Reagan loses first round in `contra' aid vote
By a vote of 222 to 210 the United States House of Representatives gave a thumbs-down to President Reagan's plan to extend $100 million in miliary and humanitarian aid to the ``contras'' fighting Nicaragua's leftist government. In doing so, lawmakers also served up a major political victory to House Speaker Thomas P. O'Neill Jr. (D) of Massachusetts, who had led the fight against contra aid. Though President Reagan has lost a battle, he may yet win the war to bolster the military fortunes of the contras.
Before yesterday's much-ballyhooed vote on President Reagan's request to extend $100 million in military and humanitarian aid to ``contras'' fighting Nicaragua's Sandinista regime, one point had already become clear to many lawmakers:
By the time the 99th Congress is relegated to history, US military and humanitarian aid to the rebels, as sought by Mr. Reagan, will have been approved. Defeat or victory in the House yesterday carried relatively little significance in the final analysis.
The President, it is generally felt, will ultimately emerge the winner in his drive to bolster the military fortunes of US-backed rebels. The Reagan contra-aid proposal goes to the Republican-controlled Senate next, where it has encountered considerably less antagonism than in the House.
A compromise package between Senate, House, and administration is virtually assured.
Indeed, congressional sources from both sides of the aisle, contacted shortly before yesterday's vote, agreed that a surprise presidential victory would be political gravy on the main course of President Reagan's Central American strategy.
``Win or lose, he comes out ahead,'' said Rep. Thomas J. Tauke (R) of Iowa. Mr. Tauke, a leader of the so-called ``92 group'' -- an informal coalition of moderate Republicans, voted against the Reagan plan with ``misgivings.''
``If he wins in the House, well then he's home free,'' Mr. Tauke said before the vote. ``If he loses in the House, then there's plenty of time to compromise.''
Despite some momentum in favor of the White House after the President's nationally televised plea Sunday night for congressional support for his aid proposal, the wisdom accumulating over the past two days pointed to a narrow presidential defeat. Nevertheless, White House officials seemed to recognize that the thrust of the congressional debate was on Reagan's side.
In recognition of this fact, House Speaker O'Neill promised votes on other alternative military and humanitarian aid packages in April if the lawmakers defeated the President's plan yesterday. The counteroffer caused some grumbling among Republican members, who said it proved the Speaker had been politicizing the contra issue as a way to ``bash'' the Reagan administration.
Last year a hotly contested issue in the debate over a previous presidential request for contra aid was whether or not it was desirable that the Sandinstas hold power in Nicaragua. This year, amid mounting evidence of widespread political repression and human rights violations by the Sandinista government, nearly every lawmaker is on record as expressing distaste for the Nicarguan regime, regardless of their feelings about United States support for the contras.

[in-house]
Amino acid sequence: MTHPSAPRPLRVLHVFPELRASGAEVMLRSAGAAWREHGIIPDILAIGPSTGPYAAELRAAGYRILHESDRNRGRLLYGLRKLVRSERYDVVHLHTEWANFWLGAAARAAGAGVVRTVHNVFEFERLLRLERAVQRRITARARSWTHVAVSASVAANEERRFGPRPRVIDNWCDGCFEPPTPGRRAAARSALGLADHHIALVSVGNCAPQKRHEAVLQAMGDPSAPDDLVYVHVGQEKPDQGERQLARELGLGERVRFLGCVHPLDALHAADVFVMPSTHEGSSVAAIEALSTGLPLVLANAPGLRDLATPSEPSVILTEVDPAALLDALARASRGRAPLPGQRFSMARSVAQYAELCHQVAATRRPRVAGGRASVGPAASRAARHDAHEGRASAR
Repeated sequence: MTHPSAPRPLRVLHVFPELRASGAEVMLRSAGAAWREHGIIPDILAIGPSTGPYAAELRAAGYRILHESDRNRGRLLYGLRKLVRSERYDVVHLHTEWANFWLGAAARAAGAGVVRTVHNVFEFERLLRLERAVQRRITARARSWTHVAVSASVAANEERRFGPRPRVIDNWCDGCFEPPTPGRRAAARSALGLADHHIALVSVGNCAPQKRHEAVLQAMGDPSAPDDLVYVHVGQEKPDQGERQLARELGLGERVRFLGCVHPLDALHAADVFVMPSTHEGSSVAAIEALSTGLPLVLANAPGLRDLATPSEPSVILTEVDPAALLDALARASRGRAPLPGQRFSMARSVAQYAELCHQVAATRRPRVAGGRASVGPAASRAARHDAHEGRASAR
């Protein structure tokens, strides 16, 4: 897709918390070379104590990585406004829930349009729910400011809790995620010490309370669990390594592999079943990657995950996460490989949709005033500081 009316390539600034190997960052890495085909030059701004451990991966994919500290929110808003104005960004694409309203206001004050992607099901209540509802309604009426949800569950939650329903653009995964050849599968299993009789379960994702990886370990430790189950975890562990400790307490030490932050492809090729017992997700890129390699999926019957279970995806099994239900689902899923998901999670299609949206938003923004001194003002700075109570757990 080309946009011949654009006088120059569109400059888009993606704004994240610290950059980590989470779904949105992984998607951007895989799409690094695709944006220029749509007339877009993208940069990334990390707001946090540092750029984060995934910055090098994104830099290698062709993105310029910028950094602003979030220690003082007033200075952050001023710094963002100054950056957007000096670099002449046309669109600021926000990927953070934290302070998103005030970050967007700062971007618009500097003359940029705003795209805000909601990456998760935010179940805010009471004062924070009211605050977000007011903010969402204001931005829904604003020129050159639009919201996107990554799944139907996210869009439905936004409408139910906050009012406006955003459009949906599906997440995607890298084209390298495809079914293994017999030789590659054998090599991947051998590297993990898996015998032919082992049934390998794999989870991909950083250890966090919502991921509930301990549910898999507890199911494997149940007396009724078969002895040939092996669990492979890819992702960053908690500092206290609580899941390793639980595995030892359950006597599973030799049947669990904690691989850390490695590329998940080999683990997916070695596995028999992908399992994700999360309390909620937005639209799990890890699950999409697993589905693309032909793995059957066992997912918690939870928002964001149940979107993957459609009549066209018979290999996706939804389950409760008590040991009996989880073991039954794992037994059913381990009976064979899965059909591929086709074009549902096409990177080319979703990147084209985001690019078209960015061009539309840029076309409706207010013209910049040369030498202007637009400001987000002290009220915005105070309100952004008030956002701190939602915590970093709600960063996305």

Partly because of this, the nature of the debate on contra aid changed as well. Last year, Congress was finally compelled begrudgingly to reverse an earlier decision and extend $27 million in non-military ``humanitarian'' aid to the rebels. The vote came shortly after Nicaraguan leader Daniel Ortega Saavedra trekked to Moscow to meet with Soviet leader Mikhail Gorbachev.
Debate on the floor of the House this week showed that the issue continues to polarize the representatives, with many of them finding the contras a poor alternative to the Sandinistas.
Yet, this year, the mainstream of congressional debate has not centered on the question of whether or not to extend humanitarian aid to the contras -- or, for that matter, to offer military assistance. The key questions have revolved around the issues of how much, and to what extent, aid should be linked to progress on a negotiated settlement between the Central American players. The contrast between the present debate and last year's seems all the more remarkable when seen in the light of current congressional budgetary concerns.
Opponents of contra aid have tried to make much of the fact that the President is asking to spend $100 million on a controversial foreign policy venture while congressional budgeteers are trying to trim more than $38 billion from next year's budget. Yet that argument does not seem to have caught fire.
``There's been a realization that things have gotten seriously out of hand down there, that there are forces fighting communism that need our help,'' said Rep. Charles W. Stenholm (D) of Texas, a supporter of the President's package who voted for the contra aid package.